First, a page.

SOS: Day Care Centre on part of busy street
By Bernice Bessey
One might expect that a school located in the heart of the city should be more privileged than its counterparts in other regions, or better still, boast of infrastructure that makes life comfortable for the children.
But that is not the case of the Dorothy Care Foundation, which is a day care school located in one of the dense communities called Bukom in the Odododiodo constituency of the Greater Accra Region, which has over 150 pupils.
The school is run on a veranda and part of a busy street that joins the Accra beach road.
The saddest aspect of the school is that children fall between the ages of three and eleven years, which makes them vulnerable to the danger of the road.
Madam Dorothy Akuokor, who is the head, during an interview with the Accra File, said she started the centre with the intention of bringing education the doorsteps of the people, since most children in the vicinity were not going to school.
She added that most of the children belong to teenagers, who also need to be taken care of by their parents, but due to unpleasant circumstances had also become parents.
Explaining how the school started, she said she came to live in the area while suffering from a serious illness, but during her stay realised that many of the children loiter during school hours loiter doing nothing.
Madam Dorothy was then prompted to bring the children together and teach them while waiting for their parents who are mostly unemployed or fisher folks and traders.
She said after two years of voluntarily teaching the children, some of the parents felt the need to bring their wards every morning to the centre, and some also suggested she turn the centre into a school, since the government schools were a bit far off.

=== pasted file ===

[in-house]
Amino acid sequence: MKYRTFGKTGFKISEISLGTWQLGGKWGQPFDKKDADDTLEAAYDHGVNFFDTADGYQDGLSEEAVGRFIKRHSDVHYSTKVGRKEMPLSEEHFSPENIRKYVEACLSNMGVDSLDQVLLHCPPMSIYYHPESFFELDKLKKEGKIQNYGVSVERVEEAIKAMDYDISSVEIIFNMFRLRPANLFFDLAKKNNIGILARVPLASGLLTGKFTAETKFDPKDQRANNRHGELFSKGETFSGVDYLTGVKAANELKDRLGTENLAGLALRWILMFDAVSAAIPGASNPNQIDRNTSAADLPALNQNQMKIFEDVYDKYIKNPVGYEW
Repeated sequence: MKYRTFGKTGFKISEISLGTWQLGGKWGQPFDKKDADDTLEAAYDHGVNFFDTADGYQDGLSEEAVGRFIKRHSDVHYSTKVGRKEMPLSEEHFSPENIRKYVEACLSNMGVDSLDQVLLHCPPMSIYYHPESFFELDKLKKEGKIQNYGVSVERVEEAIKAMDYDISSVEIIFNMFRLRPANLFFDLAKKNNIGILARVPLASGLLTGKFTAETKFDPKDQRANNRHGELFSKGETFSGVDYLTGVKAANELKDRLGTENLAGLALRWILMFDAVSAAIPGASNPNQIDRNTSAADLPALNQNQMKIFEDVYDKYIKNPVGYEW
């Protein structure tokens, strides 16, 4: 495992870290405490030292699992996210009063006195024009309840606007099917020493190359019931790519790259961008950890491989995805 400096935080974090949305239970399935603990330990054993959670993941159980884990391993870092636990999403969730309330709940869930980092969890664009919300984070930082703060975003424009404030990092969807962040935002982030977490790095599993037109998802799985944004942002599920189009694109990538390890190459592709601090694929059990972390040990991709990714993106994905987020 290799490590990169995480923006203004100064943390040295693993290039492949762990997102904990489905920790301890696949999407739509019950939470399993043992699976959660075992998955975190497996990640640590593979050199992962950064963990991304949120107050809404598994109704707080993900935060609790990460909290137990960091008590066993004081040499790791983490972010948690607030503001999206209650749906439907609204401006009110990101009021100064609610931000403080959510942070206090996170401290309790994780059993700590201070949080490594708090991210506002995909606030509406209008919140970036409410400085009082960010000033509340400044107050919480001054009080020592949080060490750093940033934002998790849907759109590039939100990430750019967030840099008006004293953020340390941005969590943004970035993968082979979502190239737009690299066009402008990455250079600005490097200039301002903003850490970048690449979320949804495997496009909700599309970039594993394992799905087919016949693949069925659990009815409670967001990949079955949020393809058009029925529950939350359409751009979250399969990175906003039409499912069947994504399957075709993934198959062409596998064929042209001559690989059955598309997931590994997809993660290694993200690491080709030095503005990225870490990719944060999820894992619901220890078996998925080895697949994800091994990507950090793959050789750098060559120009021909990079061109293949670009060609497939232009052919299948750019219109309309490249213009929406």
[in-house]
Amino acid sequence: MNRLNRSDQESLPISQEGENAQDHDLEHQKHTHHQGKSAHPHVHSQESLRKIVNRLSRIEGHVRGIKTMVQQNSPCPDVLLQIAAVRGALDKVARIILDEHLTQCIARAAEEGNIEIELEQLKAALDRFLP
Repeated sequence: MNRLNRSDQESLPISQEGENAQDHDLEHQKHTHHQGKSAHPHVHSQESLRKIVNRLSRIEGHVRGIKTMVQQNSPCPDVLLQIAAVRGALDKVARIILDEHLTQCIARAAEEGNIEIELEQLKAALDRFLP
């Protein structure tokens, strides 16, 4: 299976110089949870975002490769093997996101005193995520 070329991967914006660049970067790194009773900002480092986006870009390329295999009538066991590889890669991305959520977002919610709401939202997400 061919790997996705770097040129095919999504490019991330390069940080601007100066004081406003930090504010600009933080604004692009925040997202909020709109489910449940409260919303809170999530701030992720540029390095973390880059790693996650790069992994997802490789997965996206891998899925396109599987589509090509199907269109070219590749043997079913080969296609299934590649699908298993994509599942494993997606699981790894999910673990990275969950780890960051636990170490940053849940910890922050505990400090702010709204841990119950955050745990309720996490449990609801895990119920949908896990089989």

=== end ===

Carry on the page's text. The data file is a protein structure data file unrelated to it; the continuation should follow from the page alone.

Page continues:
“They promised to pay feeding fees for the children’s up keep, which I also agreed to,” she added.
Although she does not charge fees for tuition, some parents are unable to meet the daily feeding fee of GH¢1.00.
“Sometimes I have to go to the children’s homes to bath them and bring them to school, because their parents could not afford the feeding fee. I also thought it wise not to charge school fees, because I want to encourage parents to bring their wards to school, and also to impose strict birth control in the area, because if everything becomes free, more people will be giving birth for free education,” she said.
She added that the premises of the school was family house, and that on Thursdays and Fridays school is halted for funerals and other outdoor events to take place.
She said the people in the community were not supportive of the good work she was undertaking to make the future brighter for the children.
“Since the centre became a school about two months ago, a foreign national donated uniforms to the children, and a bank came to paint the premises to make it look a school,” she revealed.
Ironically, some parents bring their wards as early as 6:00 in the morning without food, but come for them as late as 7:00 in the evening.
She added that children are forced to go home whenever the weather threatens to rain, because there was no enough shelter to accommodate them.
She said the teachers allowance was being taken care of with a loan secured by her mother, “although the GH¢50 allowance given to the teachers is not enough, they were doing a good job.”
She, therefore, appealed to the government and benevolent organisations to assist the school secure space for the children to have classroom to study, and funds to take care of the salaries of the teachers.
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